June 29, 1997 | PAUL KRASSNER, Paul Krassner is the publisher of the countercultural journal The Realist and the author of numerous books, including his latest collection of satiric sketches, "The Winner of the Slow Bicycle Race" now in paperback from Seven Stories Press. His album, "Brain Damage Control," will be released in July by Mercury Records
Imagine how Hunter Thompson might have covered the O.J. Simpson trial. Phil Bronstein, executive editor at the San Francisco Examiner, told me, "I thought Hunter would be the perfect person to write about the trial." They even met at a waterfront restaurant to discuss that possibility. "Hunter's face was all banged up," Bronstein recalled. "He claimed he had gone night-diving and scraped his face on a rock.
BOOKS
July 14, 1996 | John Balzar
"One of my clearest memories of the Nebraska primary is getting off the elevator on the wrong floor in the Omaha Hilton and hearing a sudden burst of song from a room down one of the hallways . . . 20 to 30 young voices in ragged harmony, kicking out the jams as they swung into the final hair-raising chorus. . . . I had heard it before, in other hallways of other hotels along the campaign trail--but never this late at night, and never at this level of howling intensity. . . . A very frightening song under any circumstances--but especially frightening if you happen to be a politician running for very high stakes and you know the people singing that song are not on your side.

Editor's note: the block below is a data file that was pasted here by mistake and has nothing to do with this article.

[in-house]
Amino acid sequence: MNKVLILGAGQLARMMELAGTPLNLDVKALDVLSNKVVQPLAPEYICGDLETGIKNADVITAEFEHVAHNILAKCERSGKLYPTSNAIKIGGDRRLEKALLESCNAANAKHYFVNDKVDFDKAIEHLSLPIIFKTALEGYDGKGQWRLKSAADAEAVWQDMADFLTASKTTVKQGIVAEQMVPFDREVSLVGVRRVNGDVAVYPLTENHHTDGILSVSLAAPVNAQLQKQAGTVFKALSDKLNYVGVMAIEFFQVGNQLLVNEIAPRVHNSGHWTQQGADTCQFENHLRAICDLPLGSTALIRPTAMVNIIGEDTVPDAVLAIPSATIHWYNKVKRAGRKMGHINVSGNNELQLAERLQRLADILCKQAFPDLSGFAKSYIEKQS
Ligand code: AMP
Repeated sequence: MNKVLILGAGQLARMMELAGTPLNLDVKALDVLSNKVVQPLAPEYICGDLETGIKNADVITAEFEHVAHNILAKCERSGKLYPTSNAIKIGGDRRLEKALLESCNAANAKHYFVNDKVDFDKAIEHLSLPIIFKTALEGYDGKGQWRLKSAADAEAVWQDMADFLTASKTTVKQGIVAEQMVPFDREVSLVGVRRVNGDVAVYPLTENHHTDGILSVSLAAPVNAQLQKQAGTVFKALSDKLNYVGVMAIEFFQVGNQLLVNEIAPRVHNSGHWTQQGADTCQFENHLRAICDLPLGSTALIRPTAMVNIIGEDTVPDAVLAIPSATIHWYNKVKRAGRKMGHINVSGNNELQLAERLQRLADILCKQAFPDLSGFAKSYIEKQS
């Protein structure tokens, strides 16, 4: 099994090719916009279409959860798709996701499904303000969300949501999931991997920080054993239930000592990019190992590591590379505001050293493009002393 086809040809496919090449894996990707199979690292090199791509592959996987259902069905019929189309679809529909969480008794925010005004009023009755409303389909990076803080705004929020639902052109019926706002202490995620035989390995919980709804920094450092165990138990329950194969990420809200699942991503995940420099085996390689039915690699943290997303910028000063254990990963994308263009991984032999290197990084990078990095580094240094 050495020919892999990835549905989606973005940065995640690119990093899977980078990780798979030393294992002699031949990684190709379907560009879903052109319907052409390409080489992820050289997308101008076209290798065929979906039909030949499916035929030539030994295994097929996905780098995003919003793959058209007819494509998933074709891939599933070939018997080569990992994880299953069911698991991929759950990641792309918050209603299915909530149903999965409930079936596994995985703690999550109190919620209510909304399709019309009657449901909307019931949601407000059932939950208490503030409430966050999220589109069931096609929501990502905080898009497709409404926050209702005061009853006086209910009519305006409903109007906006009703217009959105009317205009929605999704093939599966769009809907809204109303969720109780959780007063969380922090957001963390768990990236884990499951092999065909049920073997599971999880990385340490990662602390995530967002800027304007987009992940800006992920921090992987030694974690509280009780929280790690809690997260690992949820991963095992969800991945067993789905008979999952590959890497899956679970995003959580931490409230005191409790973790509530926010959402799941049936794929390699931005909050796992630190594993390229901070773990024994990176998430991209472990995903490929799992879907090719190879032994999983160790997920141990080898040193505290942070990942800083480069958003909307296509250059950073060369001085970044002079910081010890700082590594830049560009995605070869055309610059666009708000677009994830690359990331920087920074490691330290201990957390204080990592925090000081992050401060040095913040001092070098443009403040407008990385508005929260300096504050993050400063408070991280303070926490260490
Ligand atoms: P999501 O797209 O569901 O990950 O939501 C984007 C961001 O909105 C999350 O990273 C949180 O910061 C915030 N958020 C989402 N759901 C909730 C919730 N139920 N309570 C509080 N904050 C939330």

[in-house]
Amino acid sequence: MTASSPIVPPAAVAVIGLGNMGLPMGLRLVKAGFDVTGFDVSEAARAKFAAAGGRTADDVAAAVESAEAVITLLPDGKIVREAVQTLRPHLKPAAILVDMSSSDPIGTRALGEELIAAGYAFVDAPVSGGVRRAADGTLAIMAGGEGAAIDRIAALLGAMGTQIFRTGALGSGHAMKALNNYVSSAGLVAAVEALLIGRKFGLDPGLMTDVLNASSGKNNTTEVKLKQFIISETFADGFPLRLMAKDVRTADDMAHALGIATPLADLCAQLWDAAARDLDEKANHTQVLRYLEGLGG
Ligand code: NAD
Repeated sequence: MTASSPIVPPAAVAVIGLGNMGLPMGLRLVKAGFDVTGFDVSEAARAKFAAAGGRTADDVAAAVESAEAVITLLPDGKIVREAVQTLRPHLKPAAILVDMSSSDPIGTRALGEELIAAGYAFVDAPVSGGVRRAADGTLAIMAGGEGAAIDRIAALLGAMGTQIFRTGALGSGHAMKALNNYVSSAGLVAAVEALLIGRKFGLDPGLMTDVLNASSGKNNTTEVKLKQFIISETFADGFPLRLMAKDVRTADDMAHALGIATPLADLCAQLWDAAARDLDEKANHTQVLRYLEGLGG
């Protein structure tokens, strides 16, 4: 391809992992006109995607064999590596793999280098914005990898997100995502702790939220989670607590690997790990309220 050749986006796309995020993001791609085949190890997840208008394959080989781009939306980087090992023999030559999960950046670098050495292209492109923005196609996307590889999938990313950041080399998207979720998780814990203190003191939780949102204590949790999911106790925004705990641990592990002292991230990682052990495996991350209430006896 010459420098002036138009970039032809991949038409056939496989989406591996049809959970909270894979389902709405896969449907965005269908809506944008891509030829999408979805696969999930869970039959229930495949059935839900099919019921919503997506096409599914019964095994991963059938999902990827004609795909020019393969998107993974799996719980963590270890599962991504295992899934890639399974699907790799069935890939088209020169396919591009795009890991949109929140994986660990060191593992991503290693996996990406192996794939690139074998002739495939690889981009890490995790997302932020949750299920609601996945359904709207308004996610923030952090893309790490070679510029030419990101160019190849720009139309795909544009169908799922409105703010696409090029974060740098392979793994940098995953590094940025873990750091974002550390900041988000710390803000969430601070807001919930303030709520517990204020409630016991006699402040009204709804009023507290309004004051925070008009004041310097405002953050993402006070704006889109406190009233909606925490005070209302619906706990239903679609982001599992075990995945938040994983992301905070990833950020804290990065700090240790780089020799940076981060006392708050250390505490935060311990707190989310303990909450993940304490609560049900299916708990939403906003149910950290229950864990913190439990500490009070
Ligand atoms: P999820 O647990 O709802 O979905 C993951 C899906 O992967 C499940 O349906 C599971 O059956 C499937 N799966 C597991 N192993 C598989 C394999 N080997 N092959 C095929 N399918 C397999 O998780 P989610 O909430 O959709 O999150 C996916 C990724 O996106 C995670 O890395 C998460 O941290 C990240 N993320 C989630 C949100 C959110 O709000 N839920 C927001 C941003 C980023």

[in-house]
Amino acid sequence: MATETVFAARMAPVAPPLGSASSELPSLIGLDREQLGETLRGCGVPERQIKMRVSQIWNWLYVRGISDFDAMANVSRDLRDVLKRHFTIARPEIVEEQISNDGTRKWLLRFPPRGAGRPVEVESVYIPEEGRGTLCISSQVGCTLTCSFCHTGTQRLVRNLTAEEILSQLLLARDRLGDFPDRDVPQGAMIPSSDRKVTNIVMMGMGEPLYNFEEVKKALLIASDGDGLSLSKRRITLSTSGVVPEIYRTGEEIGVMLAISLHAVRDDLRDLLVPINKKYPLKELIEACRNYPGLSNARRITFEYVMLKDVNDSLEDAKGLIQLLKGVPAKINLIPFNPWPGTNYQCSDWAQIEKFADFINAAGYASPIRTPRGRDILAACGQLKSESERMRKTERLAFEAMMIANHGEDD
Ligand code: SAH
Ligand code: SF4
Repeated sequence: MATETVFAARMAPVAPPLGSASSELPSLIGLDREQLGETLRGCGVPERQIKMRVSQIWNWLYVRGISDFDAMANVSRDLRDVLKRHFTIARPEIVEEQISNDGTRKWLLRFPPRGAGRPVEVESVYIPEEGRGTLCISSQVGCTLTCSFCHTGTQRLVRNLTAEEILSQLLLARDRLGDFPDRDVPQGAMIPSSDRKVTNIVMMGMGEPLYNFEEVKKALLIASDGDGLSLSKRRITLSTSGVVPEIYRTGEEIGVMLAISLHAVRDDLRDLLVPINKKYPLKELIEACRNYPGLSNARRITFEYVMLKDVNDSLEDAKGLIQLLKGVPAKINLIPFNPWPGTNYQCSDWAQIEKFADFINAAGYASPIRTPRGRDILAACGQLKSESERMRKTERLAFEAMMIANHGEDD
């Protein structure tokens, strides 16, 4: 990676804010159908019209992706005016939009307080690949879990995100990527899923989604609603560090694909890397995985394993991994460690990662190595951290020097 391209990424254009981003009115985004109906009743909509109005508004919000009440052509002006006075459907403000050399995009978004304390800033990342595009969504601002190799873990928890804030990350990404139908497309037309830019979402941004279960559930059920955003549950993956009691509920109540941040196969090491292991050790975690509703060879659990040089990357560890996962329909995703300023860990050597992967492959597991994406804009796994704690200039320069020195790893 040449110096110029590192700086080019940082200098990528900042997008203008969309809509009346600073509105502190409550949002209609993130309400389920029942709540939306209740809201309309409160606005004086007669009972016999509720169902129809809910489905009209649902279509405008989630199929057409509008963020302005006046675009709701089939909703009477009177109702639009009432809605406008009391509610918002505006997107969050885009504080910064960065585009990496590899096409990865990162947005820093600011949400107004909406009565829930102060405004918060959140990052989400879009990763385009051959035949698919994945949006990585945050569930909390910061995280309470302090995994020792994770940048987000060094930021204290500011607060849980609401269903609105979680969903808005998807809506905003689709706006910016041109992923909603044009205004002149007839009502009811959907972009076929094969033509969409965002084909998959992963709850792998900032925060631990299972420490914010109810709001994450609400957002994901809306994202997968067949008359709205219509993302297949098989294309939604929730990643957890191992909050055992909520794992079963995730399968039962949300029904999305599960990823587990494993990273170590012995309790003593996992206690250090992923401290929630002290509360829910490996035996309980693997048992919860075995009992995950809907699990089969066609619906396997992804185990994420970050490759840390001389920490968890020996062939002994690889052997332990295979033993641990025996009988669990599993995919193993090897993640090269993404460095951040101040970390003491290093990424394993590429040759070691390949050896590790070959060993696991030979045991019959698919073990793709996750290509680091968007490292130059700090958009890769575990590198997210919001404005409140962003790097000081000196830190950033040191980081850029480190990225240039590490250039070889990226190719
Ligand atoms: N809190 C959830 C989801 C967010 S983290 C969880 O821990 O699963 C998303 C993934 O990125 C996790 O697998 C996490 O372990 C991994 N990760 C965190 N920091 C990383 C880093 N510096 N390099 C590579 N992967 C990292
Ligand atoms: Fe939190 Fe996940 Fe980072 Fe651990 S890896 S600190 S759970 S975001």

ENTERTAINMENT
July 4, 2008 | Kenneth Turan, Times Movie Critic
To make a documentary, you must be passionate about the subject. But too much admiration can lead to a film with more of a fan's view than is good for it. Such is the case with "Gonzo: The Life and Work of Dr. Hunter S. Thompson." Certainly there is a lot to admire about Thompson, a gifted writer who, along with Tom Wolfe and Gay Talese, is considered to be one of the founders of the style of writing called New Journalism, also known as creative non-fiction. And "Gonzo," directed by Alex Gibney, is filled to the top with admiring celebrities -- including Wolfe, singer Jimmy Buffett, and politicians such as former president Jimmy Carter and presidential candidate George McGovern -- offering encomiums to Thompson's talent.
ENTERTAINMENT
November 2, 2007 | Marc Weingarten, Special to The Times
THIS is a sad book -- tragic, really. Here's an alternate subtitle: "How the Most Promising Writer of His Generation Blew His Gig." In giving us this "oral biography" of the late Hunter S. Thompson via recollections of friends and colleagues (the most thorough portrait of Thompson thus far, it is the sixth book about him and probably not the last), Rolling Stone founder Jann S.